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Device Detects Residual Cancer in Lumpectomy Tissue

PathoS' ClearView device

PathoS’ ClearView device (Will Kirk, Homewood Photo/Johns Hopkins University)

Biomedical engineering graduate students at Johns Hopkins University in Baltimore developed a device that allows pathologists to quickly test excised tissue from breast cancer patients undergoing lumpectomies to determine if all of the tumor is removed. The device, still a prototype, has received awards in student engineering and business competitions, and its continued development is funded by a foundation grant.

The Johns Hopkins grad student team of Hector Neira, Vaishakhi Mayya, Anjana Sinha, and Qing Xiang Yee created the device, called PathoS’ ClearView, to meet the needs of breast cancer patients who have lumpectomies that remove the cancerous tissue while preserving the breast. Testing the excised tissue for remaining cancer requires an extended period, often going well past the time needed for the initial surgery. Because of this delay, one in five of the 330,000 annual lumpectomy patients in the U.S. need to return for a second surgery to remove residual cancer cells.

One of the problems encountered by pathologists who test for remaining breast cancer evidence is the nature of the breast tissue itself. When surgeons remove most tumors, pathologists flash-freeze the cancerous tissue, then take thin sample slices for microscopic inspection. If cancer is found on the outer edges of the sample, the surgeon is asked to remove more tissue for further analysis.

Breast tissue, however, poses problems for this procedure because of its higher fat content that can smear or form gaps, which makes it difficult to review as quickly as tissue from other organs. As a result, breast tissue samples take longer to analyze, and thus in many cases, the results are not known until well after the initial surgery. If the first results show cancer remaining in the patient, another round of surgery and testing is required.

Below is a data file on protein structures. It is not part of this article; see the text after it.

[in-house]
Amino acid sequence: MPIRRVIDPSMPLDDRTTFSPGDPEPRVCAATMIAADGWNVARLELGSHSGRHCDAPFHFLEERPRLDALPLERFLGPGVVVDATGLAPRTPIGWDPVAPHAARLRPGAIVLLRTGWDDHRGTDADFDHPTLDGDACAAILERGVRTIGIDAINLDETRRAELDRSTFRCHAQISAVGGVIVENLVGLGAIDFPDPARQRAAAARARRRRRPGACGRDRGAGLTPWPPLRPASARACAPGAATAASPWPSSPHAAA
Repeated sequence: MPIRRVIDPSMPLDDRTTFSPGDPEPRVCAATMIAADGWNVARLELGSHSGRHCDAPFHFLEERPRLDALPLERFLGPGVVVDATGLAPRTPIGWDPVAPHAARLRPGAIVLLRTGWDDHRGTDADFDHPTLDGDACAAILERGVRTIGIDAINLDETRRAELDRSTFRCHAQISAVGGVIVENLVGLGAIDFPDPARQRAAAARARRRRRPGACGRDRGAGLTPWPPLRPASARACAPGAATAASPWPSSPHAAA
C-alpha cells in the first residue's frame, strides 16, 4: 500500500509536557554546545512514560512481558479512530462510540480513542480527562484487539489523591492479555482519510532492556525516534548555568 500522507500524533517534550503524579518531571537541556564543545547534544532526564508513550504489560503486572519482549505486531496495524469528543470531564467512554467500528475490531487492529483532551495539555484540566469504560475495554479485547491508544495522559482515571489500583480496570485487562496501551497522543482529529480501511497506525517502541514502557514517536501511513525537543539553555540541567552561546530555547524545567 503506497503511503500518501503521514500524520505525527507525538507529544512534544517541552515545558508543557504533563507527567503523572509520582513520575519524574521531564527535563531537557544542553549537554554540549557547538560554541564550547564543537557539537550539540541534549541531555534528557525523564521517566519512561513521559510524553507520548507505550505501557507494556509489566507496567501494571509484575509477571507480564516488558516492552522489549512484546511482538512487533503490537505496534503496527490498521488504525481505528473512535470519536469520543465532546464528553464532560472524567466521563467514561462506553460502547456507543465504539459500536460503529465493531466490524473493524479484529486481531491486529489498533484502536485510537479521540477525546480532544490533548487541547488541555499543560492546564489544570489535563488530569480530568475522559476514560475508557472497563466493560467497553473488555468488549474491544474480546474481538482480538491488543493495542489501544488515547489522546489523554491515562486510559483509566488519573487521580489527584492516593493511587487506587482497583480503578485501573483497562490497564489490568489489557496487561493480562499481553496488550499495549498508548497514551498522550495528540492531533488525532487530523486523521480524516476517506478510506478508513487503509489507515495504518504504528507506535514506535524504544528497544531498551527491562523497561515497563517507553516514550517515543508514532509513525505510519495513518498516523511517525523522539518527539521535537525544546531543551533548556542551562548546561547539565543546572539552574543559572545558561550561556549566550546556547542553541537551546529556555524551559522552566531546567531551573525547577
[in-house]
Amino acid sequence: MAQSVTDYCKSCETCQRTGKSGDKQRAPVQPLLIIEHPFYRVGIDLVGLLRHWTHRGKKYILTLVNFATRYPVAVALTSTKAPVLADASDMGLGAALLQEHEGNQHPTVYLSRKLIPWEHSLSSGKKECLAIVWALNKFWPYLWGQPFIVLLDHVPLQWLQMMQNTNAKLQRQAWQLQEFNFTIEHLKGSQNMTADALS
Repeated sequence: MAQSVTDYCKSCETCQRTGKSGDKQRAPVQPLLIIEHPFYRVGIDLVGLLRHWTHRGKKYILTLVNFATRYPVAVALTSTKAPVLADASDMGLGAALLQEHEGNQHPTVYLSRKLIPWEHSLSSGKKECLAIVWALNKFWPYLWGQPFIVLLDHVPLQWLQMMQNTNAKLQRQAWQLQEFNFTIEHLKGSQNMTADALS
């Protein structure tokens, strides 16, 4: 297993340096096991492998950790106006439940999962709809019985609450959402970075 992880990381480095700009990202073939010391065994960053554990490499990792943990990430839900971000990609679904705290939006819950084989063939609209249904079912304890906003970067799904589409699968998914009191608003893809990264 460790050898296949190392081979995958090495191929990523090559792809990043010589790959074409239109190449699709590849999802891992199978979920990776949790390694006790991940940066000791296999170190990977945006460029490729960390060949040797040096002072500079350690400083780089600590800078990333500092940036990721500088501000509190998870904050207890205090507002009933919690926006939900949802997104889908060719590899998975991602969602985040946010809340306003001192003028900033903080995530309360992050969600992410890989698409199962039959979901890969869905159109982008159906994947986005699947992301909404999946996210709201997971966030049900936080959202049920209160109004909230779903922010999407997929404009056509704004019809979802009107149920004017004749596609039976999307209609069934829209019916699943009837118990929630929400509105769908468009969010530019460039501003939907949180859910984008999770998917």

The device created by the Johns Hopkins grad students, which they say is low in cost, stabilizes the tissue by adding an adhesive film to the breast tissue before it is sliced that supports the fragile sample and protects it from damage during the slicing process. The adhesive film is disposable and applicator is reusable.

When used in an lumpectomy, say the students, the device makes it possible for a pathologist to review the sample tissue within 20 minutes. If the first results show evidence of residual cancer, the additional tissue samples can be taken during the same surgery as the first samples, reducing the need for a second procedure.

In this year’s Design Day competition, an annual design competition for engineering students at Johns Hopkins held in May, the PathoS device won the People’s Choice award, and the students’ business plan received some $40,000 in prize money at college competitions. The prototype device has been tested on samples from animals and tissue banks, but not yet in a clinical study.

While all four students received their masters degrees in May, two of the students remain at Johns Hopkins to continue developing the device. Their work over this year is supported by the Wallace H. Coulter Foundation.

In the following brief video, Qing Xiang Yee tells more about and shows the device at work.

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